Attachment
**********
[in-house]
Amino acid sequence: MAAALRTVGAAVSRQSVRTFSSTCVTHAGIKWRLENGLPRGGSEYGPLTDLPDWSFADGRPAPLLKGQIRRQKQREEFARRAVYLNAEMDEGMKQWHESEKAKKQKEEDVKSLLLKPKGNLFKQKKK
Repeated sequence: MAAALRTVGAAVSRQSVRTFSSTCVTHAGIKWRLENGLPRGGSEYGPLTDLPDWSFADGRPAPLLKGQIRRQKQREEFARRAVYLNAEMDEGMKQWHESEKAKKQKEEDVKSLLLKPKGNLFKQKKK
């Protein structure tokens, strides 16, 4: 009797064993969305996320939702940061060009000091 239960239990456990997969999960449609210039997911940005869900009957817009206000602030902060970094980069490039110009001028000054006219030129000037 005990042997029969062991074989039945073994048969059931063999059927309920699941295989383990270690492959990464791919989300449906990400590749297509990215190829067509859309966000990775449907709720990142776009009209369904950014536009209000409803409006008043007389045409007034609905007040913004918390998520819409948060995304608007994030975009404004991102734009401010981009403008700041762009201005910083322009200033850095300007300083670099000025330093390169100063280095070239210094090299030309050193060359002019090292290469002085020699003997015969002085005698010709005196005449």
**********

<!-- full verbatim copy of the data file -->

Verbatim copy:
[in-house]
Amino acid sequence: MAAALRTVGAAVSRQSVRTFSSTCVTHAGIKWRLENGLPRGGSEYGPLTDLPDWSFADGRPAPLLKGQIRRQKQREEFARRAVYLNAEMDEGMKQWHESEKAKKQKEEDVKSLLLKPKGNLFKQKKK
Repeated sequence: MAAALRTVGAAVSRQSVRTFSSTCVTHAGIKWRLENGLPRGGSEYGPLTDLPDWSFADGRPAPLLKGQIRRQKQREEFARRAVYLNAEMDEGMKQWHESEKAKKQKEEDVKSLLLKPKGNLFKQKKK
């Protein structure tokens, strides 16, 4: 009797064993969305996320939702940061060009000091 239960239990456990997969999960449609210039997911940005869900009957817009206000602030902060970094980069490039110009001028000054006219030129000037 005990042997029969062991074989039945073994048969059931063999059927309920699941295989383990270690492959990464791919989300449906990400590749297509990215190829067509859309966000990775449907709720990142776009009209369904950014536009209000409803409006008043007389045409007034609905007040913004918390998520819409948060995304608007994030975009404004991102734009401010981009403008700041762009201005910083322009200033850095300007300083670099000025330093390169100063280095070239210094090299030309050193060359002019090292290469002085020699003997015969002085005698010709005196005449």